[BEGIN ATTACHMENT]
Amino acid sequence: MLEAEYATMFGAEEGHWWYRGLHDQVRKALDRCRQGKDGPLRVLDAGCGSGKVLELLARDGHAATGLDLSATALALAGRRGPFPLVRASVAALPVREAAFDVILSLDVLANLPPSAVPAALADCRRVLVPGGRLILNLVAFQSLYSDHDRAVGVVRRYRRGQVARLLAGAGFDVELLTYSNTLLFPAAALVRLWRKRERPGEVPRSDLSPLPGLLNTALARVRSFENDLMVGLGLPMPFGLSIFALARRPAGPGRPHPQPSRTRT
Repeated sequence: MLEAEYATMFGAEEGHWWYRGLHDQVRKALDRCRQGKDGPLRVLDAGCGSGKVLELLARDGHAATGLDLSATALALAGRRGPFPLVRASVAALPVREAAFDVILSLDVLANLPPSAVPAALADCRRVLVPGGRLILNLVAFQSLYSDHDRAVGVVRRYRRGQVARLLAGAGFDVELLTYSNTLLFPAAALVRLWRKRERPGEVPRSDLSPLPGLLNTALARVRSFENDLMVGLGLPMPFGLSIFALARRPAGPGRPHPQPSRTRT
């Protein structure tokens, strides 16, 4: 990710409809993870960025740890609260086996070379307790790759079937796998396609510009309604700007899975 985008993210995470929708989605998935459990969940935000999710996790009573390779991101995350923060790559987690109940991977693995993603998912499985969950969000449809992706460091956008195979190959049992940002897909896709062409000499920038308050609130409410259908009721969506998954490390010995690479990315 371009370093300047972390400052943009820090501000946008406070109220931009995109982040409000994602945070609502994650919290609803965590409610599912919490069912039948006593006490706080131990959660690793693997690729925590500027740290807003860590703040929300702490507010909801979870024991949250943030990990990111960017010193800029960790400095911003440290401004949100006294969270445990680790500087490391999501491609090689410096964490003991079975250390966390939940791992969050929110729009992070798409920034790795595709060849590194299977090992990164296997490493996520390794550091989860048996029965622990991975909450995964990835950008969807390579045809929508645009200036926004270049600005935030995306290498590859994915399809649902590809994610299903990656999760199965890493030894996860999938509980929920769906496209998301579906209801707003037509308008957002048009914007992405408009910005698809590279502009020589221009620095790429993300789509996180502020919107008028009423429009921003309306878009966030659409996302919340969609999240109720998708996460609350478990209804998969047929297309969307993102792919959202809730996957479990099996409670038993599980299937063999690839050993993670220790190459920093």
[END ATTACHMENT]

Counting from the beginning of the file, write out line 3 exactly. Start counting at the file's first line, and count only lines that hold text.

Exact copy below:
């Protein structure tokens, strides 16, 4: 990710409809993870960025740890609260086996070379307790790759079937796998396609510009309604700007899975 985008993210995470929708989605998935459990969940935000999710996790009573390779991101995350923060790559987690109940991977693995993603998912499985969950969000449809992706460091956008195979190959049992940002897909896709062409000499920038308050609130409410259908009721969506998954490390010995690479990315 371009370093300047972390400052943009820090501000946008406070109220931009995109982040409000994602945070609502994650919290609803965590409610599912919490069912039948006593006490706080131990959660690793693997690729925590500027740290807003860590703040929300702490507010909801979870024991949250943030990990990111960017010193800029960790400095911003440290401004949100006294969270445990680790500087490391999501491609090689410096964490003991079975250390966390939940791992969050929110729009992070798409920034790795595709060849590194299977090992990164296997490493996520390794550091989860048996029965622990991975909450995964990835950008969807390579045809929508645009200036926004270049600005935030995306290498590859994915399809649902590809994610299903990656999760199965890493030894996860999938509980929920769906496209998301579906209801707003037509308008957002048009914007992405408009910005698809590279502009020589221009620095790429993300789509996180502020919107008028009423429009921003309306878009966030659409996302919340969609999240109720998708996460609350478990209804998969047929297309969307993102792919959202809730996957479990099996409670038993599980299937063999690839050993993670220790190459920093």